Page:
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Termination Tips

Employment terminations are difficult for both managers and employees. Because of the sensitivities involved and the desire to avoid litigation, managers should take special care in drafting the severance agreement and release and in conducting the termination meeting.

For California employers, one of the most important contract provisions is to require that the employee waive all rights under Section 1542 of the California Civil Code. This Section, which is well-known to attorneys but not necessarily to business managers, states: “A general release does not extend to claims which the creditor does not know or suspect to exist in his or her favor at the time of executing the release, which if known by him or her must have materially affected his or her settlement with the debtor.”

After executing a release in exchange for severance benefits, the terminated employee may discover facts suggesting that the severance benefits were inadequate. Without the Section 1542 waiver, the employer is at risk that the employee may render the release ineffective and demand additional compensation.

Once the severance agreement and release are prepared, here are some tips on conducting the termination meeting:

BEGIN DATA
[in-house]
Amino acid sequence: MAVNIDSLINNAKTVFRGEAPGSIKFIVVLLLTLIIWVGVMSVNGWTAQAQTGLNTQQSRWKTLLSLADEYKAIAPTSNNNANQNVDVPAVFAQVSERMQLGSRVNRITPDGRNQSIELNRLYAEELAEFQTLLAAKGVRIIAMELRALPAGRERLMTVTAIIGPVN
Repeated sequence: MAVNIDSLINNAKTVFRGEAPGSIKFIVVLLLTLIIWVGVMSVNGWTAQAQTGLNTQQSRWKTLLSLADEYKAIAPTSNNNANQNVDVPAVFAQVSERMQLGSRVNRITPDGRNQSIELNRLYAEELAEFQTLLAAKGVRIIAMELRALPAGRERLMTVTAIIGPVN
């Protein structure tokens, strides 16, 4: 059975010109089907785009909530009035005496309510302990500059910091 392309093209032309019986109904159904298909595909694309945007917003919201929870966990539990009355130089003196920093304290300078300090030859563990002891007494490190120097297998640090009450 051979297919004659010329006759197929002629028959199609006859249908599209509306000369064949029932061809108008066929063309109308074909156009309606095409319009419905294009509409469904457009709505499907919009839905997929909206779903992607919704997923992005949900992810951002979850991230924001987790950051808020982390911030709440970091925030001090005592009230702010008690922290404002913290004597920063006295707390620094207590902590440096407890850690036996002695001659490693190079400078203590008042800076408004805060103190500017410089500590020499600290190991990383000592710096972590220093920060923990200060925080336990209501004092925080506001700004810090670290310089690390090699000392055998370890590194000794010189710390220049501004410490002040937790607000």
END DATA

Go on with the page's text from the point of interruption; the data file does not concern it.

• Have two management representatives present so there will be a witness.
  • Present the reasons for termination in a straightforward manner.
  • Pay the employee for time worked and for accrued but unused personal time off.
  • Explain that although the company is not obligated to do so, it will pay certain severance benefits, but only if the parties sign the severance agreement and release.
  • Present the severance agreement and release, and recommend that the employee seek legal counsel.
  • Document the meeting immediately after it occurs.

The foregoing is illustrative rather than complete coverage of a complex topic that is governed by many state and federal laws, including those prohibiting discrimination against certain protected classes of employees. Be careful!

For insights about steps that should be taken to put an employee on notice about performance problems to lay the groundwork for termination, check out Alice Doesn’t Work Here Any More.

This blog does not provide legal advice and does not create an attorney-client relationship. If you need legal advice, please contact an attorney directly.

Employment, Termination

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